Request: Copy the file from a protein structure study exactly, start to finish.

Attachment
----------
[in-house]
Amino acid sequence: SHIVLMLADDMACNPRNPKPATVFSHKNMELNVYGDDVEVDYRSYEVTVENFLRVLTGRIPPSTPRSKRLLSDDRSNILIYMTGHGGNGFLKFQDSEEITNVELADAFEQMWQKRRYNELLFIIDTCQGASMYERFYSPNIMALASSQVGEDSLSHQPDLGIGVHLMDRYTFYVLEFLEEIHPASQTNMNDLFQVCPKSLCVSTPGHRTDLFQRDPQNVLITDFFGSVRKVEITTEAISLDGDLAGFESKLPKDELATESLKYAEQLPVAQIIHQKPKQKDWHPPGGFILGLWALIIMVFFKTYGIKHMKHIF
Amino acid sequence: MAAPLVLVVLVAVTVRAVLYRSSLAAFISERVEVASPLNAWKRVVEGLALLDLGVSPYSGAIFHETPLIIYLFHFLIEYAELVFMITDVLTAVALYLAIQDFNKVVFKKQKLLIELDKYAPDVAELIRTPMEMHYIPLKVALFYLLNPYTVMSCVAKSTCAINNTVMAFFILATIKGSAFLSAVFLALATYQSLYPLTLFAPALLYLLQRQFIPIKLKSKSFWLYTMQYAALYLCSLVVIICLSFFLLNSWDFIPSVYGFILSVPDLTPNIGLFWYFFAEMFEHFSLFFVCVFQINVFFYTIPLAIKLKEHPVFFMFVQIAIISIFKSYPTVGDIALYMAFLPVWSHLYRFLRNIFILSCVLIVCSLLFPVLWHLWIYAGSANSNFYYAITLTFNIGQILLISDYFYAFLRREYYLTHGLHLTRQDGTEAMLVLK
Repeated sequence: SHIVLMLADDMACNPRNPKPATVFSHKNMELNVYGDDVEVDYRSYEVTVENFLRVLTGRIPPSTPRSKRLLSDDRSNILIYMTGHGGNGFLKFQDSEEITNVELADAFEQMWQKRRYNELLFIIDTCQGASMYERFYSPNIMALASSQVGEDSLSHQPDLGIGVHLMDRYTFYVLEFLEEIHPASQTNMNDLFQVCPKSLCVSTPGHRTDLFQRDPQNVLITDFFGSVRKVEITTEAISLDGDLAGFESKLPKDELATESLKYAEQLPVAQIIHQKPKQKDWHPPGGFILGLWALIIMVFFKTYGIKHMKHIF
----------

[in-house]
Amino acid sequence: SHIVLMLADDMACNPRNPKPATVFSHKNMELNVYGDDVEVDYRSYEVTVENFLRVLTGRIPPSTPRSKRLLSDDRSNILIYMTGHGGNGFLKFQDSEEITNVELADAFEQMWQKRRYNELLFIIDTCQGASMYERFYSPNIMALASSQVGEDSLSHQPDLGIGVHLMDRYTFYVLEFLEEIHPASQTNMNDLFQVCPKSLCVSTPGHRTDLFQRDPQNVLITDFFGSVRKVEITTEAISLDGDLAGFESKLPKDELATESLKYAEQLPVAQIIHQKPKQKDWHPPGGFILGLWALIIMVFFKTYGIKHMKHIF
Amino acid sequence: MAAPLVLVVLVAVTVRAVLYRSSLAAFISERVEVASPLNAWKRVVEGLALLDLGVSPYSGAIFHETPLIIYLFHFLIEYAELVFMITDVLTAVALYLAIQDFNKVVFKKQKLLIELDKYAPDVAELIRTPMEMHYIPLKVALFYLLNPYTVMSCVAKSTCAINNTVMAFFILATIKGSAFLSAVFLALATYQSLYPLTLFAPALLYLLQRQFIPIKLKSKSFWLYTMQYAALYLCSLVVIICLSFFLLNSWDFIPSVYGFILSVPDLTPNIGLFWYFFAEMFEHFSLFFVCVFQINVFFYTIPLAIKLKEHPVFFMFVQIAIISIFKSYPTVGDIALYMAFLPVWSHLYRFLRNIFILSCVLIVCSLLFPVLWHLWIYAGSANSNFYYAITLTFNIGQILLISDYFYAFLRREYYLTHGLHLTRQDGTEAMLVLK
Repeated sequence: SHIVLMLADDMACNPRNPKPATVFSHKNMELNVYGDDVEVDYRSYEVTVENFLRVLTGRIPPSTPRSKRLLSDDRSNILIYMTGHGGNGFLKFQDSEEITNVELADAFEQMWQKRRYNELLFIIDTCQGASMYERFYSPNIMALASSQVGEDSLSHQPDLGIGVHLMDRYTFYVLEFLEEIHPASQTNMNDLFQVCPKSLCVSTPGHRTDLFQRDPQNVLITDFFGSVRKVEITTEAISLDGDLAGFESKLPKDELATESLKYAEQLPVAQIIHQKPKQKDWHPPGGFILGLWALIIMVFFKTYGIKHMKHIF